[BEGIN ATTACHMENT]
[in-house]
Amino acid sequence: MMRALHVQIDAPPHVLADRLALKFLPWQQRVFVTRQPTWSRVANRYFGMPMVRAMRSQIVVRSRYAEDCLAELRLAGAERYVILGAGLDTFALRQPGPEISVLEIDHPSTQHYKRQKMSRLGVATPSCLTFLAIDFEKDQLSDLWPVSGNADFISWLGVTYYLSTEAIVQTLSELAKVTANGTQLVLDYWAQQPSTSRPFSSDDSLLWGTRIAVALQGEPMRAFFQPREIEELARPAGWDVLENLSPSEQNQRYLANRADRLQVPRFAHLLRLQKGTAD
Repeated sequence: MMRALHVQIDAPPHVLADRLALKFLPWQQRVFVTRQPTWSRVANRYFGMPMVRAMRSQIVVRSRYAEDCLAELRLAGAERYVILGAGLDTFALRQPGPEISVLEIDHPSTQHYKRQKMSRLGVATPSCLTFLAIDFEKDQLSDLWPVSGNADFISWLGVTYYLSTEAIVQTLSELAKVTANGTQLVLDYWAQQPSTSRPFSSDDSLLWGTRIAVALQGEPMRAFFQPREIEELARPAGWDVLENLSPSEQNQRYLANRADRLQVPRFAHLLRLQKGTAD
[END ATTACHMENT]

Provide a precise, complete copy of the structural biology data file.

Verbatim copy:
[in-house]
Amino acid sequence: MMRALHVQIDAPPHVLADRLALKFLPWQQRVFVTRQPTWSRVANRYFGMPMVRAMRSQIVVRSRYAEDCLAELRLAGAERYVILGAGLDTFALRQPGPEISVLEIDHPSTQHYKRQKMSRLGVATPSCLTFLAIDFEKDQLSDLWPVSGNADFISWLGVTYYLSTEAIVQTLSELAKVTANGTQLVLDYWAQQPSTSRPFSSDDSLLWGTRIAVALQGEPMRAFFQPREIEELARPAGWDVLENLSPSEQNQRYLANRADRLQVPRFAHLLRLQKGTAD
Repeated sequence: MMRALHVQIDAPPHVLADRLALKFLPWQQRVFVTRQPTWSRVANRYFGMPMVRAMRSQIVVRSRYAEDCLAELRLAGAERYVILGAGLDTFALRQPGPEISVLEIDHPSTQHYKRQKMSRLGVATPSCLTFLAIDFEKDQLSDLWPVSGNADFISWLGVTYYLSTEAIVQTLSELAKVTANGTQLVLDYWAQQPSTSRPFSSDDSLLWGTRIAVALQGEPMRAFFQPREIEELARPAGWDVLENLSPSEQNQRYLANRADRLQVPRFAHLLRLQKGTAD